But Bowen, in turn, says she is simply trying to effect change by pushing brands to think more carefully about how they source raw materials.

“In many cases food companies – or their suppliers - are not even testing for these things in the first place, and you can’t find what you’re not looking for. But if you know that arsenic is something to watch in rice or cadmium is something to watch in cocoa, you can set specifications to say these ingredients should not exceed this level of this contaminant.”

While crops might absorb trace levels of heavy metals from the soil in which they are grown, for example, said Bowen, CLP testing has revealed significant differences between foods in the same category, helping manufacturers to identify whether they are an outlier.

When you’re looking at 175,000 data points you see trends, you see statistical outliers that are different from the norm​, like a protein powder with more than 125ppb of lead - when the limit for drinking water is 15ppb,​” added Bowen, who previously held technical, standards development and leadership roles at the WHO Collaborating Centre, NSF International, and domestic USDA organic certifier Quality Assurance International.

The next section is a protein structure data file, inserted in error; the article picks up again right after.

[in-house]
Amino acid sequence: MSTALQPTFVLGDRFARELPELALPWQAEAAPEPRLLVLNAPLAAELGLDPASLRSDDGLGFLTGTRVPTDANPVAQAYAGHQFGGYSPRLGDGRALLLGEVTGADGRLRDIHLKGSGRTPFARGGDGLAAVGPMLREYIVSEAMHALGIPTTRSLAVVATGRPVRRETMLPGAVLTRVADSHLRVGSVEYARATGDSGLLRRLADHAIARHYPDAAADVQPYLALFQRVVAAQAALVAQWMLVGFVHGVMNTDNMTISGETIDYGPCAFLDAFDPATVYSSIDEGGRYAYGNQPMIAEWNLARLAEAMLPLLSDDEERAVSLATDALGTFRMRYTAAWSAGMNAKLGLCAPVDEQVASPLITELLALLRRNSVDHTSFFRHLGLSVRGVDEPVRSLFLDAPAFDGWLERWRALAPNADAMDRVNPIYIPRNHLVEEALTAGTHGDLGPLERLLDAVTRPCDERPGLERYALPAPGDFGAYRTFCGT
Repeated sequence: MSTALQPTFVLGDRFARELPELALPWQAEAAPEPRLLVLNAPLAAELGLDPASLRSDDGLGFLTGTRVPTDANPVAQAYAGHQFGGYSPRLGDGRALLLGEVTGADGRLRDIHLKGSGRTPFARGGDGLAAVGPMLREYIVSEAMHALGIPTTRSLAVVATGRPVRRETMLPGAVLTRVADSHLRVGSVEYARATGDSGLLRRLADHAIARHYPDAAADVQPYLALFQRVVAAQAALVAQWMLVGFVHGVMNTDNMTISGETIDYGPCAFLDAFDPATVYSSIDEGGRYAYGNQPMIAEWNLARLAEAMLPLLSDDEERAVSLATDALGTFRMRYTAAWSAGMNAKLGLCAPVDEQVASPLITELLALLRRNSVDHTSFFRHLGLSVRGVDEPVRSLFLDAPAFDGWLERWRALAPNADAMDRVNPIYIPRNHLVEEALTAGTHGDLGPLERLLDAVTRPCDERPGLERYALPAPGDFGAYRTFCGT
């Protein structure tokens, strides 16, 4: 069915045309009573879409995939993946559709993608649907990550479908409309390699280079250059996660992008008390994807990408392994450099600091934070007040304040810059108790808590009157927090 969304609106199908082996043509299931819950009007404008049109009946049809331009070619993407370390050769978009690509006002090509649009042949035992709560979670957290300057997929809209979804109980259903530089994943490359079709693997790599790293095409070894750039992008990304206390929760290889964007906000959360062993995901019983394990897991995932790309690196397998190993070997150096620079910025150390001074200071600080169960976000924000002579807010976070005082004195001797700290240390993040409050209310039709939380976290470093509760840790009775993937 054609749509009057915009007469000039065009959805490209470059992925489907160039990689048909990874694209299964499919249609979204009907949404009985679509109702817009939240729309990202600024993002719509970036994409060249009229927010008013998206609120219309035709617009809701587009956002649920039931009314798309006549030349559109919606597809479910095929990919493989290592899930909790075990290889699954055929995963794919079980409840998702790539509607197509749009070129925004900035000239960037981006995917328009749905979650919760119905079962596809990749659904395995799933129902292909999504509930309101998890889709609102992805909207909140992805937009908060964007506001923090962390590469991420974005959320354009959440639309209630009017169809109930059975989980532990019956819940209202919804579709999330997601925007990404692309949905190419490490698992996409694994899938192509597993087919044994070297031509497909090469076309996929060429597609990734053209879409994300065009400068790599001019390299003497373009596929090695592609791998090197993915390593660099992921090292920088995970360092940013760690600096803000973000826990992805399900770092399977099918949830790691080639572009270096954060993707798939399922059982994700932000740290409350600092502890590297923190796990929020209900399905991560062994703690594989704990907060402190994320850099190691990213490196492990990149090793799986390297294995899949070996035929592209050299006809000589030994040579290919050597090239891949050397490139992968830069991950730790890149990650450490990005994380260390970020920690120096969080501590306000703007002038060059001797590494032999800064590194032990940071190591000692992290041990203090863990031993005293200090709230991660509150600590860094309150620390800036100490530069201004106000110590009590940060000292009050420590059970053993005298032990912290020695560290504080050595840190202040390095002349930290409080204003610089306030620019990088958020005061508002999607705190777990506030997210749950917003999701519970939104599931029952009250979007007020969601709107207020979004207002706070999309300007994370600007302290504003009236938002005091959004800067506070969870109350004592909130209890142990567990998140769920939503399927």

“I always say to brands that heavy metals are not ubiquitous. When we tested baby foods, 40% of products had some level of lead, but 60% of them are non-detect even at trace levels. So what are those brands doing differently? If more than half of the industry can achieve below this level ​[for a given contaminant], we know it’s possible ​[for everyone else]."

Methodology - Clean Label Project

The Clean Label Project​ tests products in an accredited analytical chemistry laboratory for industrial and environmental toxins including arsenic, cadmium, mercury, lead, BPA, antibiotic, BPs, mycotoxin and pesticide residues, acrylamide and melamine. It also factors in what it variously calls "nutrient superiority​" or "ingredient quality​" but does not spell out what this means on its website.

When you’re looking at 175,000 data points you see trends, you see statistical outliers that are different from the norm